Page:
Longitudinal waves on a string

In summary, a string can transmit sound without tension, but longitudinal waves are more likely to be heard because they propagate faster.
  • #1
zongo123
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Good day to everyone,

I kindly ask for your help. My question is: "Does a string have to be under tension, to transmit longitudinal waves? Why is it so?" I have trouble finding relevant scientific articles regarding the question and for reasearching "longitudinal waves on a string". If anyone knows a good source for studying this, please point at that direction.

Thank you! Have a nice day :)
 
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  • #2
Hello @zongo123 ,
:welcome: !
Your question is definitely valid. But I think you could come up with some arguments alll by yourself. Take a piece of rope, fix one end and experiment.

For waves to propagate, whether longitutinal or transverse, there has to be some kind of restoring force. It's hard to imagine a restoring force in the absence of any tension whatsoever.

Do you agree ?

##\ ##
 
  • #3
zongo123 said:
Does a string have to be under tension, to transmit longitudinal waves?
Technically a material can transmit sound even without pretension. But this might not be what is meant by "longitudinal waves in a string". For example, in a string made of fibers the sound speed within the fiber material can be different than the longitudinal wave speed in the whole compound, where fibers change shape and move relative to each other.
 
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  • #4
What do you think is the difference between a sound wave and a longitudinal wave? And how can the sound speed within the material differ from that of a longitudinal wave? I would say they are the same thing.
 
  • #5
Arjan82 said:
And how can the sound speed within the material differ from that of a longitudinal wave?
The question is about a "string" which is not a material. It is an object that can contain parts of various geometries and materials.

Consider the difference between the longitudinal wave propagating along the axis of a spring vs. the sound propagating in wire the spring is made of.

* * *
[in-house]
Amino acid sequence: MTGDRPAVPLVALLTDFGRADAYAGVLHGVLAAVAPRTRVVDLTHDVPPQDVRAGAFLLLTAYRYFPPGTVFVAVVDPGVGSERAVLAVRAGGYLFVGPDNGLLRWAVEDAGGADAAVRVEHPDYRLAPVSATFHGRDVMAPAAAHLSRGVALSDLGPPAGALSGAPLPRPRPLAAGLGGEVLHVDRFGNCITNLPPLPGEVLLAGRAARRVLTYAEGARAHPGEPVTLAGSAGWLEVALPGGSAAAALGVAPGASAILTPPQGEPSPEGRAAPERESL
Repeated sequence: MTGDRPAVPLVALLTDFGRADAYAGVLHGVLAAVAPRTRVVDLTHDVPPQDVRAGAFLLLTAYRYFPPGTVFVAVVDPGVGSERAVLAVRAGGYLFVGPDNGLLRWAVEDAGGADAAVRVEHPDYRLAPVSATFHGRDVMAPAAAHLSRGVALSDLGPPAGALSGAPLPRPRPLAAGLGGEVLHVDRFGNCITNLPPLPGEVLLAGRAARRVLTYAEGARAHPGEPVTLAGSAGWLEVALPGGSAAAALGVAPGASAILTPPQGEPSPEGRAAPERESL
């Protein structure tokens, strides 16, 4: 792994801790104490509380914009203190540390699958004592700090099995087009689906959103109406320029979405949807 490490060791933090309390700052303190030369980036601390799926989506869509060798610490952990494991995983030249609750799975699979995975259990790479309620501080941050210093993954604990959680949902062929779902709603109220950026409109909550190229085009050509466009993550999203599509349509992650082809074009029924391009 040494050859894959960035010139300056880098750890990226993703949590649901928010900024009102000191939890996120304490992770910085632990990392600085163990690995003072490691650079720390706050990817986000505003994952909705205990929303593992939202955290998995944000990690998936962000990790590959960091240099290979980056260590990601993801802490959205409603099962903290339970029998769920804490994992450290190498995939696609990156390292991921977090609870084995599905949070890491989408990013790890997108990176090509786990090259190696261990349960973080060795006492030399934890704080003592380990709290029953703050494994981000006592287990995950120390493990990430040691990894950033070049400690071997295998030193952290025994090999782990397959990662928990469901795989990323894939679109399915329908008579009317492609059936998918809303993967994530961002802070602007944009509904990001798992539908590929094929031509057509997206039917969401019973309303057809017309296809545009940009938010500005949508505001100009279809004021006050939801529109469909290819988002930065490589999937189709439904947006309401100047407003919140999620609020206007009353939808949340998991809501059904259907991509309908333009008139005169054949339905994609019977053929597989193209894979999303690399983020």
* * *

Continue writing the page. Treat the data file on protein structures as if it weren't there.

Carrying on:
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  • #6
I have been told that when playing a stringed instrument such as a guitar, players can cause longitudinal waves to propagate along a string when they slide their fingers along the string. You hear this as a note with a higher pitch because longitudinal waves propagate faster than transverse waves in a guitar spring.
 
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  • #7
The speed of longitudinal waves would certainly be a lot higher than transverse waves on a string so resonances would be a lot higher. The fact that the squeaks can be so loud would suggest that there could be resonances involved. (Those squeaks are only (afair) set up on the wound strings.)

Edit [ I suggest that the 'surface wave mode' could also exist (Thick and thin cross sections) - slower than straight compression wave but faster than transverse]
 
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  • #8
The Yamaha G12 midi guitar relies on longitudinal waves to measure distance from bridge to the fret the string is pressed against. Any transverse waves are ignored.
 
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1. What are longitudinal waves on a string?

Longitudinal waves on a string are a type of mechanical wave that travels along the length of a string or other elastic medium. They are characterized by particles of the medium vibrating parallel to the direction of wave propagation.

2. How do longitudinal waves on a string differ from transverse waves?

Unlike transverse waves, which have particles that vibrate perpendicular to the direction of wave propagation, longitudinal waves have particles that vibrate parallel to the direction of wave propagation. This results in a compression and rarefaction of the medium, rather than a displacement.

3. What factors affect the speed of longitudinal waves on a string?

The speed of longitudinal waves on a string is affected by the tension, density, and thickness of the string. Generally, higher tension and lower density will result in a faster wave speed, while a thicker string will have a slower wave speed.

4. How are longitudinal waves on a string measured and represented?

Longitudinal waves on a string are typically measured and represented using a graph of displacement versus time. The amplitude of the wave represents the maximum displacement of the string, while the wavelength is the distance between two consecutive points of maximum displacement.

5. What are some real-world applications of longitudinal waves on a string?

Longitudinal waves on a string have many practical applications, such as in musical instruments (e.g. guitar strings), seismic exploration, and medical imaging (e.g. ultrasound). They are also used in non-destructive testing to detect flaws or defects in materials.

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